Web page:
• July 24, 2024

Ban on Nonprescription Vape Imports

 Ban on Nonprescription Vape Imports

Photo: Zerophoto | Adobe Stock

Image: Tobacco Reporter archive

The Australian government announced that it will ban the importation of all nonprescription vaping products—including those that do not contain nicotine. The new legislation is billed as containing the most significant tobacco and vaping control measures in the country in a decade.

The announcement today clarifies last week’s announcement of a crackdown on illegal vaping. This time, the government said it would now include a total ban on nonprescription vaping products.

To tackle youth vaping, minimum quality standards for vapes will be introduced, including restricting flavors, colors and other ingredients. Vape products will require pharmaceutical-like packaging, and the allowed nicotine concentrations and volumes will be reduced.

All single-use, disposable vapes will be banned, according to The Guardian.

Speaking on ABC’s Q&A on Monday night, Australia’s health minister, Mark Butler, said that the tobacco industry was trying to create a “new generation of nicotine addicts” through vaping and that he was “determined to stamp out this public health menace.”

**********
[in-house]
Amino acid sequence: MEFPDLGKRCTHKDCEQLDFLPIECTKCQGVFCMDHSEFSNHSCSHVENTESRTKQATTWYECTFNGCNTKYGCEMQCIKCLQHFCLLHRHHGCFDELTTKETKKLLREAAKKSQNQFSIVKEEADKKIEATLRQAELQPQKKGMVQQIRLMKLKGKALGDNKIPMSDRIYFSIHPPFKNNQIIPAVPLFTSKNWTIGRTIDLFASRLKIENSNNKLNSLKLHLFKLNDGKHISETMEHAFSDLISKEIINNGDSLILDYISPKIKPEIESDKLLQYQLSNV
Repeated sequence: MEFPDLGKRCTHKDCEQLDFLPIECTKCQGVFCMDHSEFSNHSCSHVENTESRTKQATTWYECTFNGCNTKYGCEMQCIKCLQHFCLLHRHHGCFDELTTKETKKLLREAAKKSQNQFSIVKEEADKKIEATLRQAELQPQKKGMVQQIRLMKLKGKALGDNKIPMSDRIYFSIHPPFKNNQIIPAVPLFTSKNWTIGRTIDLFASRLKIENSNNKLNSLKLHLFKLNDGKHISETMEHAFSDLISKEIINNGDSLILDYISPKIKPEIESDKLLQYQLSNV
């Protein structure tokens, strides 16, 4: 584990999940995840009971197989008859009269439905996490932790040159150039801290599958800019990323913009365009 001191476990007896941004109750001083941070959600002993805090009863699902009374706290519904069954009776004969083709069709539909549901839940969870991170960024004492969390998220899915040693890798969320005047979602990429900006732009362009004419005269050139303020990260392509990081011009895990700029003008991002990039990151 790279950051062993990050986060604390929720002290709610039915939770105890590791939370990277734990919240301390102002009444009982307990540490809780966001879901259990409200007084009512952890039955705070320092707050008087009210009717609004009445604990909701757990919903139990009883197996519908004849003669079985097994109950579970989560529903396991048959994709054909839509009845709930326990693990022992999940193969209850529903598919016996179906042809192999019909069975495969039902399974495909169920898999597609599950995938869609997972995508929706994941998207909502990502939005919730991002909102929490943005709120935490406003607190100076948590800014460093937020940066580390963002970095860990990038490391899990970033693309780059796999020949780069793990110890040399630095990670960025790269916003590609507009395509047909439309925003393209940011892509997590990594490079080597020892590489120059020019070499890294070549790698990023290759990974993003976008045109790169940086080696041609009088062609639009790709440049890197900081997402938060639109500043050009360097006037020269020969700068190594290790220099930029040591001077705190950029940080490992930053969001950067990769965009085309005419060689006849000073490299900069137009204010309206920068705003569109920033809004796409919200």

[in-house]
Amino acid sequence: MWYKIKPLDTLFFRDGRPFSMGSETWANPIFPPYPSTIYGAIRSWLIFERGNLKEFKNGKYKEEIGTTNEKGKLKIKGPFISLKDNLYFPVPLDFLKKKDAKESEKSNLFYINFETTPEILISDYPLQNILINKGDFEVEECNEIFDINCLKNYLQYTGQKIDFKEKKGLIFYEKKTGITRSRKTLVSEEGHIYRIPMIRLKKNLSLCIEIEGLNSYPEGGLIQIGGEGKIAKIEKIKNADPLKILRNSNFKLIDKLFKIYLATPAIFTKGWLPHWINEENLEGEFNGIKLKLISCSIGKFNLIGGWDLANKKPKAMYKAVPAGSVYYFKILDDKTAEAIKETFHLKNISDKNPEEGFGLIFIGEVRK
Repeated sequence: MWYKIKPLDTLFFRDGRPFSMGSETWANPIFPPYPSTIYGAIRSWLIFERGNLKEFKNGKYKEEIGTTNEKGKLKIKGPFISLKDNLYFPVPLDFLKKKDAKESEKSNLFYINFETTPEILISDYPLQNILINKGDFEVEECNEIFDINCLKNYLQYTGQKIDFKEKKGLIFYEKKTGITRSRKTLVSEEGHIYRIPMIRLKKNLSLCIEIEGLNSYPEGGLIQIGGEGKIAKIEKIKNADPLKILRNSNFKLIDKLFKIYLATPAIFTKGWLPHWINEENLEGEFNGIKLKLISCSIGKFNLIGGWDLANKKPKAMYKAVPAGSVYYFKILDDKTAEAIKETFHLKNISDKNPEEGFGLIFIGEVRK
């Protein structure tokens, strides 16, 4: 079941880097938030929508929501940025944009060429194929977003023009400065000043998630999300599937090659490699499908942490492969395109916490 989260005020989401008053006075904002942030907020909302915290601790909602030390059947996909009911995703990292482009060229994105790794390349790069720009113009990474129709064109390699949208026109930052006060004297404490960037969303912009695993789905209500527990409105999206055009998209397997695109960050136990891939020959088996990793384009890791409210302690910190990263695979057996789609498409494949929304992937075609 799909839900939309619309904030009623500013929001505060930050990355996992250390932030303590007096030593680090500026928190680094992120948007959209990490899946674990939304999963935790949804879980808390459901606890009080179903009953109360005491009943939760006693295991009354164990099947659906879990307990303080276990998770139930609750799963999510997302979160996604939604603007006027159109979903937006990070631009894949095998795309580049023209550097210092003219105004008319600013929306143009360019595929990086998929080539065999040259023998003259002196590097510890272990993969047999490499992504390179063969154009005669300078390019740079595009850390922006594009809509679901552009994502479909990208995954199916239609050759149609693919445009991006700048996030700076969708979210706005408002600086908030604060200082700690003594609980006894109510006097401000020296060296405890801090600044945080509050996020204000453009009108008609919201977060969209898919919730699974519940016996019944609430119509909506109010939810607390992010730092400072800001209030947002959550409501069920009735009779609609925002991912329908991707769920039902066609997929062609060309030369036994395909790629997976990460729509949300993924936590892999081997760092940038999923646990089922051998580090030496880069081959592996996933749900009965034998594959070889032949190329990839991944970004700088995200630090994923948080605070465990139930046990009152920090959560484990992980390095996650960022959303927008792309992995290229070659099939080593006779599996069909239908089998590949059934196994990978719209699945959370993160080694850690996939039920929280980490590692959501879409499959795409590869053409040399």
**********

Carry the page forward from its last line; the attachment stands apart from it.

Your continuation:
The move follows an inquiry into vaping reforms led by the drugs regulator, the Therapeutic Goods Administration, with submissions from health professional bodies, public health associations, individual health professionals and university researchers that overwhelmingly support tightening border controls.

Many public health experts and bodies suggested to the inquiry that border controls should also be placed on non-nicotine vaping products to prevent mislabeling and exploitation of import loopholes. It follows manufacturers falsely labeling products containing nicotine as “nicotine-free” to get around import restrictions, leaving children easily able to buy vapes, often unknowingly inhaling nicotine and becoming addicted.

The government will also work with states and territories to end vape sales in convenience stores and other retailers. Prescriptions for nicotine vaping products for smokers trying to quit tobacco will be made easier to obtain, with stronger standards around the vaping products that can be bought in pharmacies so people can be assured of the content of the products.

Butler said he will expand on the reforms in a speech to the National Press Club on Tuesday, where he is expected to say vaping has become “the biggest loophole in Australian history” and announce that the following Tuesday’s federal budget will include AUD234 million ($156.22 million) in funding for tobacco and vaping reforms, the biggest since plain packaging of tobacco products was introduced.